Far from the trench, Wittgenstein is now in an environment that a priori should be infinitely more related to him, that of Cambridge, one of the centres of the world intelligentsia. Still, as noted above, his interpersonal relationships are far from fluid. In fact, he always points out problems similar to those during his time in war: “In general, I am more respected than loved. (And the first not rightly, of course) while there would be some reason to be fond of me.”; “Whenever you talk to people who do not really understand you, you feel that you have made a fool of yourself, at least I do. And this happens to me here all the time. The choice is between total strangeness & this ungrateful experience.”; “I speak too lightly. - By means of a question, an objection, I can be induced to a torrent of words. Sometimes while I talk, I see that I am in a disgusting navigable water: that I say more than I think, that I speak to amuse others, that I introduce irrelevant things to impress, etc. I then try to correct the conversation, redirect it to a more decent way. But I only veer a bit and not enough, out of fear - out of a lack of courage - & I keep a bad taste in my mouth.”

If the logician becomes a creator, how does art appear in his work? How the different fields through which Wittgenstein transits intertwine in a final personal and, without a doubt, artistic creation? In the diaries of this period the depth that Wittgenstein has reached in his reflections on “everything divine and human” becomes more apparent: “In art too there are people who believe they can force the attainment of their eternal life through good works & others who throw themselves into the arms of grace.”; “The task of philosophy is to reassure the spirit with respect to questions that have no meaning. Who is not prone to such questions does not need philosophy.”; “Who in the end is not able to leave in the hands of the gods what is most beloved but always tries to condition it no matter what, that one lacks true love for it.”; “In the correctly written proposition, a particle of the heart or brain comes off & appears as a proposition on paper.”; “The desperate one is like the whimsical child who wants an apple. But you do not usually know what it means to break the whim. It means breaking a bone in the body (and making an articulation where there was none).”; “A soul that walks more naked than the rest, from nothingness, through the world, to hell, makes a greater impression to the world than bourgeois dressed souls.”; “White is also a kind of black.”; “The pure one has a hardness that is difficult to bear. That is why the warnings of a Dostoevsky are more easily accepted than those of a Kierkegaard. The former still squeezes you when the latter already chokes you.”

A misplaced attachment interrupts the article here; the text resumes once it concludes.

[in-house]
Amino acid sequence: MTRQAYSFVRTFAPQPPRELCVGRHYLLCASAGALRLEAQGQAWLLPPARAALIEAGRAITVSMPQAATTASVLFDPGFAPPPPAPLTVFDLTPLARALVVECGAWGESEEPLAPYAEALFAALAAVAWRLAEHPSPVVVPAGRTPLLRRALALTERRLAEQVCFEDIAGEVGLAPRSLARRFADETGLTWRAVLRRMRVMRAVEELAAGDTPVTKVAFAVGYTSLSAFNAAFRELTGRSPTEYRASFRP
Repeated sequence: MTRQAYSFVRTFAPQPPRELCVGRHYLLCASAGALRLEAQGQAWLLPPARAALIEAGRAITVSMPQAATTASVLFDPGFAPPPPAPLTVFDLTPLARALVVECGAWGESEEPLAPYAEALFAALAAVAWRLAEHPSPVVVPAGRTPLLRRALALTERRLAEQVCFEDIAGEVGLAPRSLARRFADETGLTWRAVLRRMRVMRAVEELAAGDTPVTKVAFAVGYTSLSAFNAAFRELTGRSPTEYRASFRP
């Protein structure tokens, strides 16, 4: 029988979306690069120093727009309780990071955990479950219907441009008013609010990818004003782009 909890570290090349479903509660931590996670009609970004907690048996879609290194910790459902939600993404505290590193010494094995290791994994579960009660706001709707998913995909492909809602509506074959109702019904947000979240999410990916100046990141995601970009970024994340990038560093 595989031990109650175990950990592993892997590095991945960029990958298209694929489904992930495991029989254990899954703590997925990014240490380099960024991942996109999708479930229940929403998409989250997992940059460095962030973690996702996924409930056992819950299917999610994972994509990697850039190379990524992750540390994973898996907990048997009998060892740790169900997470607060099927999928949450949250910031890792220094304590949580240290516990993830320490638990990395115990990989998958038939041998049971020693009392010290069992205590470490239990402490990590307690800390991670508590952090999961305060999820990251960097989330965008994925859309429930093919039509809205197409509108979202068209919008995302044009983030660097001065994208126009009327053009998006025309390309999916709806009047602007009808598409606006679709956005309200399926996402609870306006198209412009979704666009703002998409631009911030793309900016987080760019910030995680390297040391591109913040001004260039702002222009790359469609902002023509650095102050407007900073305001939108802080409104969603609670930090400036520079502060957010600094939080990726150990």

The inevitable product of this process could only be the creation of the legend. With the more or less obscure intention of locating Wittgenstein in a personal milieu, dislodging him, making him valid, pertinent outside philosophy. Rescuing from him all that could be labelled “banal” from the prism of philosophy and logic, everything “insignificant”, not to elaborate a pseudo-biographical human aspect, not to “understand” him, but to expose Wittgenstein as a romantic artist. Once again in his own words: “In a horrible state of mind: without ideas, blind, my work does not tell me absolutely anything & here I am, in the desert, without meaning nor purpose. As if someone had made a joke with me, had brought me here & here had left me sitting.”; “There is no one here: & yet I speak & I thank & I beg. But is it a mistake then to speak and thank & pray?! One could rather say: that’s the strange thing!”; “There is nobody here: but here there is a magnificent sun & a bad person.” As it could not be otherwise, Wittgenstein has already a vision of his own legend, which in his own words takes an anti-heroic nuance that makes him precisely more contemporary than ever: “If my name survives it will only be as the terminus ad quem of the great Western philosophy. The same, so to speak, as the name of the one who burned down the Library of Alexandria.”













Bibliography


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Thesis for the MA program Pensar l’art avui: Estètica i Teoria de l’Art Contemporani [Thinking Art Today: Aesthetics and Theory of Contemporary Art]
Department of Philosophy. Autonomous University of Barcelona - Fundació Joan Miró
March 2012